HARRISBURG — The state House voted 140-62 to approve a $34 billion state budget for 2019-20, sending the measure to the Senate, which is expected to approve the plan later this week.
Gov. Tom Wolf has already signaled that he supports the measure.
Tuesday’s vote came after more than three hours of debate — with Democrats criticizing the proposal’s lack of an increase in the state minimum wage.
Should raising the minimum wage be part of the state's budget?
Wolf had called for an increase in the minimum wage to $12 an hour in his February budget proposal.
House Republicans, in particular, stonewalled the move to increase the minimum wage, with House Majority Leader Bryan Cutler of Lancaster County saying the state should focus on providing training to help people helping land jobs that pay more than the minimum wage.
“Compromise is not a dirty word,” Cutler said. “This budget is a compromise.”
House Speaker Mike Turzai of Allegheny County limited Democrats’ ability to speak about the minimum wage issue on the House floor, saying the debate should focus on the spending plan.
House Democratic Leader Frank Dermody, also of Allegheny County, said the plan should have included a minimum wage increase. Pennsylvania still uses the $7.25 minimum wage set by the federal government, while every neighboring state has moved to a higher minimum wage.
House Appropriations chairman state Rep. Stan Saylor, a Republican from York County, said the state tax revenue shows that working people are doing better because the state got more income and sales tax than projected.
“Workers are earning more,” he said.
Dermody said the budget “does move Pennsylvania forward in significant ways.”
The plan would increase basic education funding for schools by $160 million and increase funding for special education by $50 million. The plan would also allow for another $25 million in tax credits for donors who give to scholarship programs that cover tuition for private schools. Wolf vetoed a bill that would have boosted that tax credit program by $100 million.
The proposal also provides schools with another $60 million to boost security in the wake of ongoing concerns over safety in light of shooting incidents across the country.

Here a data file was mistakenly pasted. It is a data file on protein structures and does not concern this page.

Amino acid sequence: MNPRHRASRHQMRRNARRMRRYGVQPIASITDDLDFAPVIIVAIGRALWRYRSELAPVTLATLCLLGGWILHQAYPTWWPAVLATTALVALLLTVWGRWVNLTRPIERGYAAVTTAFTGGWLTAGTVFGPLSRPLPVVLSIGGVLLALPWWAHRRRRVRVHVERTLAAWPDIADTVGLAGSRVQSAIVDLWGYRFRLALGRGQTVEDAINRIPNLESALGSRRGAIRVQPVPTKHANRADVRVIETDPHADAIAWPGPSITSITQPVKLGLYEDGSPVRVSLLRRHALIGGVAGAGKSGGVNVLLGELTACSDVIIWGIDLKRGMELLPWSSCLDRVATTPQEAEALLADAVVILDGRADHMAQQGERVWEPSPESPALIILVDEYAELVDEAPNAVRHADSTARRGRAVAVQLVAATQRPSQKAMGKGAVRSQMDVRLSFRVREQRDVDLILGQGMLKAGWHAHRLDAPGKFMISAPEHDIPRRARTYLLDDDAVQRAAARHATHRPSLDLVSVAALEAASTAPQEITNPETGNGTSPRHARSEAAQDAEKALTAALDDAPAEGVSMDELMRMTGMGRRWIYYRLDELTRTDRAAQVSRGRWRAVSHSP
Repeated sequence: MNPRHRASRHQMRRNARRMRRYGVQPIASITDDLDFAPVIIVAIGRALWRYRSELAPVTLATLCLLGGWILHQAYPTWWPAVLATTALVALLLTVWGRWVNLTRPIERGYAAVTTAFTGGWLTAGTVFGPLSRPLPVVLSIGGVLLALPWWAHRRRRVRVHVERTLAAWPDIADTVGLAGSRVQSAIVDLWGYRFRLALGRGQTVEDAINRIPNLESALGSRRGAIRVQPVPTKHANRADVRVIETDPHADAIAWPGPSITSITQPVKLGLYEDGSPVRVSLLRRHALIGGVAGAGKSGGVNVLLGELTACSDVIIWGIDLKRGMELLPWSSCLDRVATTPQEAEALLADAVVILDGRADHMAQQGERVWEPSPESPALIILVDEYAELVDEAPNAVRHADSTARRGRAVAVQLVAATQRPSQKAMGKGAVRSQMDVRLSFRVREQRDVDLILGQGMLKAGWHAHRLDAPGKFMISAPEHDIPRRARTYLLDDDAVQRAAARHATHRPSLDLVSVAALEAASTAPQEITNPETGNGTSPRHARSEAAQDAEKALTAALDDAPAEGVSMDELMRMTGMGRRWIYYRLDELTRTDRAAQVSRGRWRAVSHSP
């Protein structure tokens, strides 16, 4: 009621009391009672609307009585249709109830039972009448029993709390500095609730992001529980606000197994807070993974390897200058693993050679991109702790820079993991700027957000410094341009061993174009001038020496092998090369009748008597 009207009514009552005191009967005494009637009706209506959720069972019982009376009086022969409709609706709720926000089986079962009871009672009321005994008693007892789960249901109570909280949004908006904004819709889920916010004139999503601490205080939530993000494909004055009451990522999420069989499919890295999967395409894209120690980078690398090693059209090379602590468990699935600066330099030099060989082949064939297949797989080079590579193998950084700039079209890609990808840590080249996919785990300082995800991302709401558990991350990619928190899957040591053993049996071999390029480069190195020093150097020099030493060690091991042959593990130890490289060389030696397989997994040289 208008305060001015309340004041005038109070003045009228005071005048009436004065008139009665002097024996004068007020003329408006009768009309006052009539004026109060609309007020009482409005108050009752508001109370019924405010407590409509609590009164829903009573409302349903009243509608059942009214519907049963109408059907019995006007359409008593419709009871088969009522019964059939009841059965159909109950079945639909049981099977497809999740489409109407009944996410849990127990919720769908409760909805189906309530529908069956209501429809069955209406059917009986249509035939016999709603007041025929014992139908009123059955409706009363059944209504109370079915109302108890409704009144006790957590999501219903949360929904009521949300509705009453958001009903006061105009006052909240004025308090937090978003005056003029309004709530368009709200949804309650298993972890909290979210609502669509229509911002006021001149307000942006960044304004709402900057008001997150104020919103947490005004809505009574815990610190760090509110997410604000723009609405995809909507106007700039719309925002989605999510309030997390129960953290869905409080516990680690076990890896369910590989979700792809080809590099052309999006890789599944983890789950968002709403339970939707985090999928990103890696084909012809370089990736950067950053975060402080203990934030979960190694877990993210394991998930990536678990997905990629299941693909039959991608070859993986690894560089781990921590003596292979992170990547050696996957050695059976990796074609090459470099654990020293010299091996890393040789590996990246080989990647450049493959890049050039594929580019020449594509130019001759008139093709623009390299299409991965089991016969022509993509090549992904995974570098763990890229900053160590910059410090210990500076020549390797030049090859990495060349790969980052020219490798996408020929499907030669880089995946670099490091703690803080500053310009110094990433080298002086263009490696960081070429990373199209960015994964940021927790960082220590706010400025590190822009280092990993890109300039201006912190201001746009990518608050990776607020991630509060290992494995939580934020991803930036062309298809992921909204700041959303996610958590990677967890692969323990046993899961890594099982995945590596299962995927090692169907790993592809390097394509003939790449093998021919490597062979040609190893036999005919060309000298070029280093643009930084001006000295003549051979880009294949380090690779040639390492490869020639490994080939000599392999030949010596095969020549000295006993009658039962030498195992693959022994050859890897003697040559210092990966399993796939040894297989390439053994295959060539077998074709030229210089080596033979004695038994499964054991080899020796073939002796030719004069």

Cutler said boosting the special education funding is important because increased costs of special education are one of the reasons school districts can seek permission to increase property taxes over normal state limits.
In addition to boosting school spending, the proposal also calls for the state to deposit at least $250 million in its Rainy Day Fund, a move that had been a priority of Wolf and legislative leaders.
Crawford County representatives Kathy Rapp, Brad Roae and Parke Wentling all voted yes.
“I voted ‘yes’ on the main budget bill because it makes good investments for many important things, but does not require a tax increase or borrowing to fund it and it even puts over $250 million in the Rainy Day Fund," said Roae, who, like Rapp and Wentling, is a Republican. "I have been fighting against the Pennsylvania State Police fee, against tax increases and against borrowing. I was fighting for a smaller spending amount but the reality is a budget ends up being a reasonable compromise when conservative legislative chambers have to negotiate with a liberal governor who wanted to spend even more.”
The Senate is expected to vote on the budget as soon as Thursday.
John Finnerty reports from the Harrisburg Bureau for The Meadville Tribune and other Pennsylvania newspapers owned by CNHI. Email him at firstname.lastname@example.org and follow him on Twitter @cnhipa.